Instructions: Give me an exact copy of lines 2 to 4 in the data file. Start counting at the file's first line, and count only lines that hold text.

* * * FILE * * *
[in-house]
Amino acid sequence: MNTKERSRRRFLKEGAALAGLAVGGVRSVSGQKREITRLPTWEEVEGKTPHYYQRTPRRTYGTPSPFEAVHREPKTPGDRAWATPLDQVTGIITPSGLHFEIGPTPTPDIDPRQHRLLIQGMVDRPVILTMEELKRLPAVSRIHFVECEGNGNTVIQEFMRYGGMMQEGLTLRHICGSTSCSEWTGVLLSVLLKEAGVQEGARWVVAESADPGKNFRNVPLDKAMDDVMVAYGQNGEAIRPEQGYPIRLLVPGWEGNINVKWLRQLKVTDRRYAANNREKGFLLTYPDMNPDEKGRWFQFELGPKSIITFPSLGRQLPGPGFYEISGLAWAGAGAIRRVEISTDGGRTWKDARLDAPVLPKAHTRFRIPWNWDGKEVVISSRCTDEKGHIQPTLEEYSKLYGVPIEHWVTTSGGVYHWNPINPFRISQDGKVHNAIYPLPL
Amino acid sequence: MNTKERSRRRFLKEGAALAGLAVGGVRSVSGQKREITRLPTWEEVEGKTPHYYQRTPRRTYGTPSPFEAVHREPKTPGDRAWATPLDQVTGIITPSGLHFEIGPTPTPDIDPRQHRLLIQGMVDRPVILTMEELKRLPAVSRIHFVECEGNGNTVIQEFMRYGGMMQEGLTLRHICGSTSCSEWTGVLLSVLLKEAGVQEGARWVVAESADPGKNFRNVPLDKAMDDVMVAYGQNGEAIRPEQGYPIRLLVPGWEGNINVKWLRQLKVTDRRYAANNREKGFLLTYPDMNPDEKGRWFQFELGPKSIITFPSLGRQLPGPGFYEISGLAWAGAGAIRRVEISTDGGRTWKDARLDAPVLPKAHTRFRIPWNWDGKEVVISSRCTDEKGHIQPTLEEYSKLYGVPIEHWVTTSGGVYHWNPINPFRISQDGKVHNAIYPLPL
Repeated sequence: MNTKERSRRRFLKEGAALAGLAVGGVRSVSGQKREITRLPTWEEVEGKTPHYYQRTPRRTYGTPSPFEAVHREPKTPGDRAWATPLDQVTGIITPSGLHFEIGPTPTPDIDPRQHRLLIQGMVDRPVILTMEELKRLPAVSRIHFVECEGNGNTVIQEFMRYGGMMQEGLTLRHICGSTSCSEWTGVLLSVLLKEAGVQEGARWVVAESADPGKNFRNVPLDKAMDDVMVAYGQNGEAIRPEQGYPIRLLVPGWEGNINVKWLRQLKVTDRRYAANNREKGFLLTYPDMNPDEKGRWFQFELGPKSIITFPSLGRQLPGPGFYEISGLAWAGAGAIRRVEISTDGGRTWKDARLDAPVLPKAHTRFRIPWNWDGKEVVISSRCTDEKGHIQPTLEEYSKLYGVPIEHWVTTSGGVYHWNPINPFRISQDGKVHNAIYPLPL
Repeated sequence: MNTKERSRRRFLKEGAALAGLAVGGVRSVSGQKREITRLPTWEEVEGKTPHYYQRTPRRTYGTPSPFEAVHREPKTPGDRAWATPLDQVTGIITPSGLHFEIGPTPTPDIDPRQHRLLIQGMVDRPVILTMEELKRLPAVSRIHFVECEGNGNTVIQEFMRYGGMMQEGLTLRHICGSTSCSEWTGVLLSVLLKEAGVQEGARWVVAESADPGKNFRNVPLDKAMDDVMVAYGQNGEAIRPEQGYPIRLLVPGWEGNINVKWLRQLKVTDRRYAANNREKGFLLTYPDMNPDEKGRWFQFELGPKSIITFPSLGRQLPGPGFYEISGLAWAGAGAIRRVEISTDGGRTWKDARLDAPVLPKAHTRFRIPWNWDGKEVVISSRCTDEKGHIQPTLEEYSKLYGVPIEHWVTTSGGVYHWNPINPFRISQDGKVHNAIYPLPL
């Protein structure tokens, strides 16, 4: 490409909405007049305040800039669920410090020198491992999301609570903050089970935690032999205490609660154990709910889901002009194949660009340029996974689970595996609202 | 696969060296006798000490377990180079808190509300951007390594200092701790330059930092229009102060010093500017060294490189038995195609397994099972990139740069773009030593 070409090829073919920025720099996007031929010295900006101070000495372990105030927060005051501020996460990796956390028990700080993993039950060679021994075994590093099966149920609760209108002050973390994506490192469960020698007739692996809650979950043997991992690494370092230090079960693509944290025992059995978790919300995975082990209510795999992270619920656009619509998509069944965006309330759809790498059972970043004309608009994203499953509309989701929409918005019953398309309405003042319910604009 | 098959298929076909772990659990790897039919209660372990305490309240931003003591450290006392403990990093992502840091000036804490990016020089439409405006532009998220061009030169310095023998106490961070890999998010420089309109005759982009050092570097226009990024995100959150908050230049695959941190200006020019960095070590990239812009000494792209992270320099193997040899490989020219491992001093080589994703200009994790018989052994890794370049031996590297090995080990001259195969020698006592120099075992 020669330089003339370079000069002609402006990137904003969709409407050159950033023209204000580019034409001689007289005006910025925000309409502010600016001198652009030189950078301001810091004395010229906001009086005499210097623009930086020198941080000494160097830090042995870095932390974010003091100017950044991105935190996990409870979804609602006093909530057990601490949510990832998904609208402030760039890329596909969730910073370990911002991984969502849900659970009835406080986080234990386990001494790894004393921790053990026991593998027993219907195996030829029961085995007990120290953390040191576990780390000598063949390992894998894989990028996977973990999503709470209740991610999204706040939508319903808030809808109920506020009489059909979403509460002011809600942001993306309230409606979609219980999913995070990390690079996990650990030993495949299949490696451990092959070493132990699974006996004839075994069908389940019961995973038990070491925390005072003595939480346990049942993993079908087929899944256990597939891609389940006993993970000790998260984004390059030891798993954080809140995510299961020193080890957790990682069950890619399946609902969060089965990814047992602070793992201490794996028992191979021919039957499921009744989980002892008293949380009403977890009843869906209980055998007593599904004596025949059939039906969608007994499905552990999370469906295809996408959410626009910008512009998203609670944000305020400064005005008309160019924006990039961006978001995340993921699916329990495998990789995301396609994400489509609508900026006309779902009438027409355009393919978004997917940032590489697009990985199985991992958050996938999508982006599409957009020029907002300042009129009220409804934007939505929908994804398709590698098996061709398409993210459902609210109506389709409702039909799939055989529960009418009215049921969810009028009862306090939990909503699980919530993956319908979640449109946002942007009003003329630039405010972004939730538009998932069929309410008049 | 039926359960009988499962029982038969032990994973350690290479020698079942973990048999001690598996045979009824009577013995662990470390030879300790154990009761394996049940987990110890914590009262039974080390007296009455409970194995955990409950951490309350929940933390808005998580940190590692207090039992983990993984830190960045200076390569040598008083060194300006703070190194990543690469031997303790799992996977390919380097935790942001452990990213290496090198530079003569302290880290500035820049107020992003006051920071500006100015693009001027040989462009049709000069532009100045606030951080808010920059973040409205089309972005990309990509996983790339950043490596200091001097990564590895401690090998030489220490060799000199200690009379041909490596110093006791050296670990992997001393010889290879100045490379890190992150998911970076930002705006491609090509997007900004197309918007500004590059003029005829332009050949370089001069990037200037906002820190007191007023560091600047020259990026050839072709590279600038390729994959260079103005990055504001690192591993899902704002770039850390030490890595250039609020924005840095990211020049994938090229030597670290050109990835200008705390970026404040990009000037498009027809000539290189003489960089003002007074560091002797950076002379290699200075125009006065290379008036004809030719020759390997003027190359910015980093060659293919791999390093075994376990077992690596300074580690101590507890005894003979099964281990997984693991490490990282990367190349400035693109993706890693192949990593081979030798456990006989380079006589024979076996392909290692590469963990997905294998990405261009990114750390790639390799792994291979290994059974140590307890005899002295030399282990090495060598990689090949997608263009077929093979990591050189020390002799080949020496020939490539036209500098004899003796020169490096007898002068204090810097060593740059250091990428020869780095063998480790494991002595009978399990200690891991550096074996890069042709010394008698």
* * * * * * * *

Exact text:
Amino acid sequence: MNTKERSRRRFLKEGAALAGLAVGGVRSVSGQKREITRLPTWEEVEGKTPHYYQRTPRRTYGTPSPFEAVHREPKTPGDRAWATPLDQVTGIITPSGLHFEIGPTPTPDIDPRQHRLLIQGMVDRPVILTMEELKRLPAVSRIHFVECEGNGNTVIQEFMRYGGMMQEGLTLRHICGSTSCSEWTGVLLSVLLKEAGVQEGARWVVAESADPGKNFRNVPLDKAMDDVMVAYGQNGEAIRPEQGYPIRLLVPGWEGNINVKWLRQLKVTDRRYAANNREKGFLLTYPDMNPDEKGRWFQFELGPKSIITFPSLGRQLPGPGFYEISGLAWAGAGAIRRVEISTDGGRTWKDARLDAPVLPKAHTRFRIPWNWDGKEVVISSRCTDEKGHIQPTLEEYSKLYGVPIEHWVTTSGGVYHWNPINPFRISQDGKVHNAIYPLPL
Amino acid sequence: MNTKERSRRRFLKEGAALAGLAVGGVRSVSGQKREITRLPTWEEVEGKTPHYYQRTPRRTYGTPSPFEAVHREPKTPGDRAWATPLDQVTGIITPSGLHFEIGPTPTPDIDPRQHRLLIQGMVDRPVILTMEELKRLPAVSRIHFVECEGNGNTVIQEFMRYGGMMQEGLTLRHICGSTSCSEWTGVLLSVLLKEAGVQEGARWVVAESADPGKNFRNVPLDKAMDDVMVAYGQNGEAIRPEQGYPIRLLVPGWEGNINVKWLRQLKVTDRRYAANNREKGFLLTYPDMNPDEKGRWFQFELGPKSIITFPSLGRQLPGPGFYEISGLAWAGAGAIRRVEISTDGGRTWKDARLDAPVLPKAHTRFRIPWNWDGKEVVISSRCTDEKGHIQPTLEEYSKLYGVPIEHWVTTSGGVYHWNPINPFRISQDGKVHNAIYPLPL
Repeated sequence: MNTKERSRRRFLKEGAALAGLAVGGVRSVSGQKREITRLPTWEEVEGKTPHYYQRTPRRTYGTPSPFEAVHREPKTPGDRAWATPLDQVTGIITPSGLHFEIGPTPTPDIDPRQHRLLIQGMVDRPVILTMEELKRLPAVSRIHFVECEGNGNTVIQEFMRYGGMMQEGLTLRHICGSTSCSEWTGVLLSVLLKEAGVQEGARWVVAESADPGKNFRNVPLDKAMDDVMVAYGQNGEAIRPEQGYPIRLLVPGWEGNINVKWLRQLKVTDRRYAANNREKGFLLTYPDMNPDEKGRWFQFELGPKSIITFPSLGRQLPGPGFYEISGLAWAGAGAIRRVEISTDGGRTWKDARLDAPVLPKAHTRFRIPWNWDGKEVVISSRCTDEKGHIQPTLEEYSKLYGVPIEHWVTTSGGVYHWNPINPFRISQDGKVHNAIYPLPL